The Manipulators 2

Burning Woo

We don’t know if a particular news story we hear is truth, or lies, or propaganda, but we do know that everything reported on is part of a self-serving mission of some kind.

McDonald’s seems to be accomplished in using a sneaky fast one that exemplifies that fact. Supposedly, a woman bought a coffee at the drive-through of the hamburger joint, then burned herself by lodging the cup between her legs, then jamming on the brakes and spilling the hot drink on her woo-woo.

One way or another, this is a setup from the get-go. It provides free publicity to Mickey-D’s and gives an excuse for a new set of phony “precedents” in court. Why? One reason is to make it easier to target businesses they want to extort money out of or to put out to pasture.

The court would have and should have denied the plaintiff the ability to bring a case, and no one would have a beef with that. They pick and choose the cases they will allow, and this one was no exception. Assuming that it even occurred at all.

Imagine claiming the “principle” of suing the hammer manufacturer when missing the nail and banging your thumb. Or burning down the house with gasoline and suing Texaco and Bic lighters. Or pressing your hand on the stove burner and suing the manufacturer for damages.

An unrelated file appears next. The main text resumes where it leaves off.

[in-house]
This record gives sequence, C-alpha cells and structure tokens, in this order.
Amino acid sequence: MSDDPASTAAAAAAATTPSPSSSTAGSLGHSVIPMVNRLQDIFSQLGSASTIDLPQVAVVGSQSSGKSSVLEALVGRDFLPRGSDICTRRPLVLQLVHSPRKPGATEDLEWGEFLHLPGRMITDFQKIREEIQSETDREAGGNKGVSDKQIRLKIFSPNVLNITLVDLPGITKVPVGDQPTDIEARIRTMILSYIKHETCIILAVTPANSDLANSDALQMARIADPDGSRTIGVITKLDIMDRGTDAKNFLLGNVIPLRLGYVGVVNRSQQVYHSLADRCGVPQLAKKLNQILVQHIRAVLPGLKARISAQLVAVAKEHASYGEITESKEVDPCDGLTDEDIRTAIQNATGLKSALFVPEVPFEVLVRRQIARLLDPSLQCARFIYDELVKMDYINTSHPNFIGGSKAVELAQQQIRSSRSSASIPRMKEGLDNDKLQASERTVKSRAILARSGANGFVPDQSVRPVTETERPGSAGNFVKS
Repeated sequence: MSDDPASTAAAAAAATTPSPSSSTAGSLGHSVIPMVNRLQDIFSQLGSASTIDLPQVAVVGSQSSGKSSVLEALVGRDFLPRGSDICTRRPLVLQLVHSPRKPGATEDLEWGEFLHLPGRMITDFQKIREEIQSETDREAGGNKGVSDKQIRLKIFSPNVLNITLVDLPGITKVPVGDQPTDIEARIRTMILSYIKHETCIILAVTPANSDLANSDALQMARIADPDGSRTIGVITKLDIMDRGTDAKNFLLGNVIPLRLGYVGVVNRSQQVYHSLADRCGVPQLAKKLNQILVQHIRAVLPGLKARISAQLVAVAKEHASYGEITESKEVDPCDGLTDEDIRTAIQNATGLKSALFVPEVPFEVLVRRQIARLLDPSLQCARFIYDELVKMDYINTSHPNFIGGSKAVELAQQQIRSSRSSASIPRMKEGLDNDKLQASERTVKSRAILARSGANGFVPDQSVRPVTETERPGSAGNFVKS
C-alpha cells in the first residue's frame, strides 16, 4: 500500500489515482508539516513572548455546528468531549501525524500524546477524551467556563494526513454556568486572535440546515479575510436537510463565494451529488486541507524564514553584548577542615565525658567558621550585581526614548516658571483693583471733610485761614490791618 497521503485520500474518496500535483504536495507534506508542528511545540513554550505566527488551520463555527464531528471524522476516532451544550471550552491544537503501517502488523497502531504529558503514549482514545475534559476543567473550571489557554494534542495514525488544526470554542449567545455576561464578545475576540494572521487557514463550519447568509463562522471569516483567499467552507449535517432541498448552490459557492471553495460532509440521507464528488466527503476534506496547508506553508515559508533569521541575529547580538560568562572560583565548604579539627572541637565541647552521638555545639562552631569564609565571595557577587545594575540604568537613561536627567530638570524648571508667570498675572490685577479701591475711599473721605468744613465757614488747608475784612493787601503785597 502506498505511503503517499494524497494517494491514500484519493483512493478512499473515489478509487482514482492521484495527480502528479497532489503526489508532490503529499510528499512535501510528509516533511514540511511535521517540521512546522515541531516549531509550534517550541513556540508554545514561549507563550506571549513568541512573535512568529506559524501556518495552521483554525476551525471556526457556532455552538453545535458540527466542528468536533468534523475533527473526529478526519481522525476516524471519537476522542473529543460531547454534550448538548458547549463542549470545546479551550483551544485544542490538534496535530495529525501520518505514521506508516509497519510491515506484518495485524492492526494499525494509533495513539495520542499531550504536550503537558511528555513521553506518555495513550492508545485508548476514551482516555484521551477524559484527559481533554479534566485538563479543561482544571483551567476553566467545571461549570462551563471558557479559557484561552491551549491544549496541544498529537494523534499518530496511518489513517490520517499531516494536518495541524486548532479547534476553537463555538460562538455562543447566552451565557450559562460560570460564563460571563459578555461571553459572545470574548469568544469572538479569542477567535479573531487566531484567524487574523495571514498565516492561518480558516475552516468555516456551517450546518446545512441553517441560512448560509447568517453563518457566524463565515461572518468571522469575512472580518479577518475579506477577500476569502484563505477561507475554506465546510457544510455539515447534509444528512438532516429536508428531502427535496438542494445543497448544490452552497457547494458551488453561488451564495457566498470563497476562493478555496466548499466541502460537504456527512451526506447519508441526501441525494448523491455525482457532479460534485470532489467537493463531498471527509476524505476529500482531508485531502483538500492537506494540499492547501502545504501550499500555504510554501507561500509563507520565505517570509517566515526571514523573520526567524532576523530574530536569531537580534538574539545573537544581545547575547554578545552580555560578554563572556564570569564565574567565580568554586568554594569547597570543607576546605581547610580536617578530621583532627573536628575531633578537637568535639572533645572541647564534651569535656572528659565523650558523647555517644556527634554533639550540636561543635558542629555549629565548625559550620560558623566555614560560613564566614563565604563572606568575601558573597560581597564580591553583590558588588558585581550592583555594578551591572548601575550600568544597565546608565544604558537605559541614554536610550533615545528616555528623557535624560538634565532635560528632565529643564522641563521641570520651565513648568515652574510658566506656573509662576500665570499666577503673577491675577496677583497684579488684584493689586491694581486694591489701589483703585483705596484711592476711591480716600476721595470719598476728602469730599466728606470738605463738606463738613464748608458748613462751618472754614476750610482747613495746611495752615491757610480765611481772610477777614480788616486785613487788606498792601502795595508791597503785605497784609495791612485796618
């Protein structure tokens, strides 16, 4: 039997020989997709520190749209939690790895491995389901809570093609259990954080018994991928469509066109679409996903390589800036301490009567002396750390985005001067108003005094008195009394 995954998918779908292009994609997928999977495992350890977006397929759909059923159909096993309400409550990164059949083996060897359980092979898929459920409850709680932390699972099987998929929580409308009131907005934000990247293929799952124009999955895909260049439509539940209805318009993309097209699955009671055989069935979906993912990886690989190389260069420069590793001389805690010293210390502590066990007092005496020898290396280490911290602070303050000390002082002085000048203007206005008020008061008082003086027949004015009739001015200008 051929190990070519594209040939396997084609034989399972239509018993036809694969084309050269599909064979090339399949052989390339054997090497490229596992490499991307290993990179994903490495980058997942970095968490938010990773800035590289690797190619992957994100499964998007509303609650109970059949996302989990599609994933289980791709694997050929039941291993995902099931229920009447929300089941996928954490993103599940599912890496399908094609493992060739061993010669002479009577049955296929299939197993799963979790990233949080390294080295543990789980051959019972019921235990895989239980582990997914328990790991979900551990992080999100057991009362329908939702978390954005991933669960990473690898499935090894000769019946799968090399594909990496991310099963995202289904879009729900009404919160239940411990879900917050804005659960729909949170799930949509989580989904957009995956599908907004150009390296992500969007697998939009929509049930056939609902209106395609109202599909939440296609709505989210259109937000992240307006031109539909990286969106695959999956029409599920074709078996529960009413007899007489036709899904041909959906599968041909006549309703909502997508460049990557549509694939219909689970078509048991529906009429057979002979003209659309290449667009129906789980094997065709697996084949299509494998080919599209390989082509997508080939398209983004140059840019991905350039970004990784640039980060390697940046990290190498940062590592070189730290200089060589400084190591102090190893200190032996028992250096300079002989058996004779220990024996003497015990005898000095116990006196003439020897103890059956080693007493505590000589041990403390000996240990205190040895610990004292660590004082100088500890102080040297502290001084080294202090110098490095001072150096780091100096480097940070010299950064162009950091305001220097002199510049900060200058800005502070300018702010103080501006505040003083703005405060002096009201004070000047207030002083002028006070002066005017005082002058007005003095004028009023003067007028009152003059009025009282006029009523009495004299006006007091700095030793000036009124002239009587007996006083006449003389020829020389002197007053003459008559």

In the past, no one burning their woo-woos or wee-wees after an incident like that would have even had the gall to cry foul and try to blame someone else, they’d be too embarrassed to own up to such a dumb stunt.

In investigating deeper into the story, an advocate for the woman made a plea, describing the woeful state of the woman’s woo, and how the coffee was extraordinarily hot to cause such a state, more than most places, that Mickey Ds had been warned about this in the past(!?) It’s easy to be swayed by the talk of the skin grafts and pain involved and horrific graphics of raw and blistered flesh, but that doesn’t negate the fact that coffee is supposed to be hot, much like hammers are supposed to be hard.

Putting a hot cup of coffee on your woo-woo and then crying when it gets burned. What if she’d poured the coffee over her head, essentially the same? It doesn't matter the specifics, if it was irresponsible behavior on part of the consumer, it can never be the supplier’s fault.

Now here’s a touchy point: It doesn’t matter how much scar tissue covered her woo, or how painful intercourse is now. It’s good to be swayed by this emotionally, but not to the extent of awarding her damages that burden McDonald’s or the taxpayers. If you’re truly sympathetic, donate to her woo personally, or console her and tell her, kindly, gently, not to put burning hot objects, particularly liquids, near her woo.

But if you set the precedent, there’s no end to the devilry that can ensue. (By the way, this con of “setting a precedent” is another legalese scheme, and needs to be examined and challenged.)

It’s easy to fall into the trap of “self-deception” via manipulations of this type, and people still have trouble believing that the courts or media would lie.